Choose the single most important action you want your readers to take and focus on it.

Write better CTA copy

Avoid dry CTAs. Don’t make following your CTA feel like work.

Your CTA should:

  • Speak to your reader
  • Use active voice
  • Use verbs that evoke emotion
  • Hint at the value your reader will get from following your CTA

Here’s an example of a CTA that does all these well.

marketing email campaign cta example
Make your CTA attractive but accessible

Button CTAs are more eye-catching than hyperlinked texts. But mixing both can be fine if your CTA anchor text is part of the body copy and packs a punch. While you might be tempted to ditch one for the other, it’s best to experiment with both and see what works better for you.

Choose CTA buttons with solid colors and excellent contrast to ensure your CTA stands out from the rest of the text. Use HTML buttons instead of pictures. They are easier to control and more accessible to people using assistive technology.

Always include a CTA

If you’re not trying to close, send recipients to resources on your blog, tell them to share the value you’ve just given them, ask them to respond, tell them what to do to prepare for a coming offer, let them know when to check back for your next email…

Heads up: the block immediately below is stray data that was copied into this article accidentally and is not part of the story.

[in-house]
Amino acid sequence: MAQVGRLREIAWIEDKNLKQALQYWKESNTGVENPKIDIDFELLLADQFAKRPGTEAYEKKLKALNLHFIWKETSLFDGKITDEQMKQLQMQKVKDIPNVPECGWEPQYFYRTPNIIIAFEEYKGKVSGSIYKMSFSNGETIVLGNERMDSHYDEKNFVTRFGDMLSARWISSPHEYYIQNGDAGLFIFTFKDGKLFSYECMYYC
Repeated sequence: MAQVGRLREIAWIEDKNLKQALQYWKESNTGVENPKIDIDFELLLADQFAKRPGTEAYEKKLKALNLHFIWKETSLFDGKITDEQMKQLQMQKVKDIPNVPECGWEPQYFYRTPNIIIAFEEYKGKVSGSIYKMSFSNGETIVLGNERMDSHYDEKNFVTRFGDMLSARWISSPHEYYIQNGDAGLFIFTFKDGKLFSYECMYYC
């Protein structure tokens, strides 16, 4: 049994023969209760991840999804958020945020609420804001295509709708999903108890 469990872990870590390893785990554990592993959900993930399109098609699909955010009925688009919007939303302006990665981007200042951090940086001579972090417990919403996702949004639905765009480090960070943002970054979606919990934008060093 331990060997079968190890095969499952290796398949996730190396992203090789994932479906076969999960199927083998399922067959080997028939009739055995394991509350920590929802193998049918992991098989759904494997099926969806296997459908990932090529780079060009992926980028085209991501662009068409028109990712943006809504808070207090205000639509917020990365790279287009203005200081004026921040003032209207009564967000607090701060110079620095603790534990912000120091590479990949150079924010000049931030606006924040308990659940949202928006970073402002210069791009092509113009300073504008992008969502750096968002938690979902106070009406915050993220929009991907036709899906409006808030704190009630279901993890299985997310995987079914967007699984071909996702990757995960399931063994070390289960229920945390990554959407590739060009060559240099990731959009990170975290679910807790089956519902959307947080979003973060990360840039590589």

Always tell them what to do next.

5. You follow best practices instead of data

There’s always a new best practice for boosting engagement and conversions. And honestly, it’s tempting to implement as many as you can when optimizing campaigns.

But while there’s nothing wrong with using expert advice or data-backed research to fine-tune your campaigns, problems arise when you implement every best practice without weighing how applicable each is to your business.

There is no one-size-fits-all solution. For instance, increasing email frequency drove one insurance company’s revenue up by 45% but deflated an e-commerce store’s sales by 30%.

At the end of the day, expert advice is just that: expert advice. It’s generic because the expert doesn’t have the data you have about your business.

Follow your data

What is the data you have about your subscribers and your previous campaigns telling you?

Modify best practices to fit your business situation before implementing. Take cues from what experts in your niche are doing for good results. But don’t force new strategies into your campaigns if they don’t fit the data you have.

When testing new strategies, examine the implications on your performance and adjust accordingly. Cut out what doesn’t work, even if everyone’s touting it.